Going into this year’s budget (the last in spring), the headlines were far from inspiring, with "the most boring budget ever" seeming to be the consensus view. Philip Hammond certainly used the opportunity to create a Brexit contingency fund rather than boost spending in areas such as the NHS.
Positive outlook for the UK economy
From a wider economic perspective, there was positive news with the Office for Budget Responsibility (OBR) now forecasting the economy to grow by 2%, up from its previous forecast of 1.4%. However, growth is then expected to slow to 1.6% the following year, before gradually accelerating to 2% by 2021.
The OBR also expects government borrowing for 2016-17 to be £51.7bn - a fall of £16.4bn from its November forecast and £4bn lower than the 2016 Budget figure. By 2021-22 the deficit is forecast to fall to £16.8bn.
Employment growing, but increased insurance on self-employed
UK employment also looks good. It is expected to grow every year with a further 650,000 people in work by 2021. At some point, workers would want to see the full employment situation reflected in higher wages.
The most contentious aspect of the budget was surely the decision to increase National Insurance on nearly 2.5m self-employed workers. This was at odds to one of David Cameron’s central pledges in the 2015 Conservative manifesto.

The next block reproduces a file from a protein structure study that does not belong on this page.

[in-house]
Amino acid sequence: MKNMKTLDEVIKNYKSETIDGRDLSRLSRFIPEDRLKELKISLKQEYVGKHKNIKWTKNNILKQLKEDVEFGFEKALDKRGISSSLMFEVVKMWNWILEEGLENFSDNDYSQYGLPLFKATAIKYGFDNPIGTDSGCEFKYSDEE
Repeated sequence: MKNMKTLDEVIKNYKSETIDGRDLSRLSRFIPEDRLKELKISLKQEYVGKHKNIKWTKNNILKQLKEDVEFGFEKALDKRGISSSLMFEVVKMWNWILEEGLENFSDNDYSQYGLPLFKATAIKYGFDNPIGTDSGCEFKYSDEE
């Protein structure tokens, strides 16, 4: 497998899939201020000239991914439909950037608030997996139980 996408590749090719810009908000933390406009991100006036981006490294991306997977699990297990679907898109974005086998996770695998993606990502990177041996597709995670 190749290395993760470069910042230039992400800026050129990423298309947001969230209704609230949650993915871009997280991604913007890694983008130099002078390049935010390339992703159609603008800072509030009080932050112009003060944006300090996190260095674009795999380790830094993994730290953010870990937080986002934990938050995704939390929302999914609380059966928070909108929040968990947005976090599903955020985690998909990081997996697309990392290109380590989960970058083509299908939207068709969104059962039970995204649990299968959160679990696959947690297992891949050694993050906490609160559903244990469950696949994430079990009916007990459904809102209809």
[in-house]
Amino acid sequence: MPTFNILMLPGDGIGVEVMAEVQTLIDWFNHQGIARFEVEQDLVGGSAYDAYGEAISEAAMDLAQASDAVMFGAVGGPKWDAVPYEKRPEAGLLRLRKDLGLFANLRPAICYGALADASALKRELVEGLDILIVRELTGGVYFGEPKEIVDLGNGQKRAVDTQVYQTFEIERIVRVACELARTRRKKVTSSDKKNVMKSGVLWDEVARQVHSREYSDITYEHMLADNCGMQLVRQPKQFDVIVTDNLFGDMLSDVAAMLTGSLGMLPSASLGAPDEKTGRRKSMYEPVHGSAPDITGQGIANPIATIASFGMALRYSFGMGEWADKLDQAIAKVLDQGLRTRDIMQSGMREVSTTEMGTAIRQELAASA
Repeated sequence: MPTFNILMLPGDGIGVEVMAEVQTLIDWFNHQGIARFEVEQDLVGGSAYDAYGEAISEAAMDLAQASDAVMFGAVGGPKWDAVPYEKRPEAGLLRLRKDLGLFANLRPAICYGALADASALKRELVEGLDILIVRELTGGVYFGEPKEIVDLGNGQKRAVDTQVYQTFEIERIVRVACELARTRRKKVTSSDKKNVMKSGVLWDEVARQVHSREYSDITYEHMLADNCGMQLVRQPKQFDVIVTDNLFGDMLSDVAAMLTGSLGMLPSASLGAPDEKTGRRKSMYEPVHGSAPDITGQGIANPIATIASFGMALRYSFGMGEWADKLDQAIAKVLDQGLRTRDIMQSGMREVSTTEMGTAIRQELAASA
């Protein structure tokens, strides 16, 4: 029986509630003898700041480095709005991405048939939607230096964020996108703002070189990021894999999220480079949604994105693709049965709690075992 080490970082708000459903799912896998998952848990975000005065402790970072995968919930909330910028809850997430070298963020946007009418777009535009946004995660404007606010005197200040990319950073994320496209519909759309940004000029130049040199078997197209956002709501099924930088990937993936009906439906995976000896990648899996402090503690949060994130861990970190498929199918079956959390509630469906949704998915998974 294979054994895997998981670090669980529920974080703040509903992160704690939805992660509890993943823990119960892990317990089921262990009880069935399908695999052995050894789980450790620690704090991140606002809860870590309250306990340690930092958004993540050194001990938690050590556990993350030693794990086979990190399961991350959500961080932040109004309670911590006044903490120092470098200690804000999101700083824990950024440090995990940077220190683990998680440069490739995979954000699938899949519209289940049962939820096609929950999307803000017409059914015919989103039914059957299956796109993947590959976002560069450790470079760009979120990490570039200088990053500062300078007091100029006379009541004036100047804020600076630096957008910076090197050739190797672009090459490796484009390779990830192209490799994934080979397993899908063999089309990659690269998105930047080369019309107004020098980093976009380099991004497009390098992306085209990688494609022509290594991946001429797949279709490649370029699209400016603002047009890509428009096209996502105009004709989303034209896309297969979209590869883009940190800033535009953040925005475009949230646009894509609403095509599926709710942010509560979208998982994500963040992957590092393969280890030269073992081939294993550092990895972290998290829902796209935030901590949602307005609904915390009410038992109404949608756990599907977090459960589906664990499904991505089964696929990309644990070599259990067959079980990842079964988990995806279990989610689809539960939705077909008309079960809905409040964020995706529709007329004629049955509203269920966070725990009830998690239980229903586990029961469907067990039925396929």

Inflation peaking, but downhill from here
Inflation is likely to peak at 2.4% this year before falling to 2.3% in 2018 and 2% in 2019. The short spike clearly reflects the post Brexit vote fall in Sterling, but greater exports and translation gains have offset price increases. The recent pull back in energy prices will also help the data.
Focus on technology rather than Brexit
The austerity mantra is still very much in evidence, and rather than being completed, the UK is probably only still halfway through fiscal consolidation. Notably missing from the budget was any mention of the possible exit bill from the EU, which some estimate to be as high as €60 billion.
There was also relative lack of focus on Brexit, with the government choosing to state that it is not obsessed with the details of leaving the EU, but that it remains a good opportunity to focus the public’s mind on long-term technology changes and adding to the skill set of the workforce. Spending commitments included £270m to put the UK "at the forefront" of disruptive technologies including robotics, biotech and driverless vehicle systems and £200m to support local "full-fibre" broadband network projects that are designed to bring in further private sector investment.
Capital International Group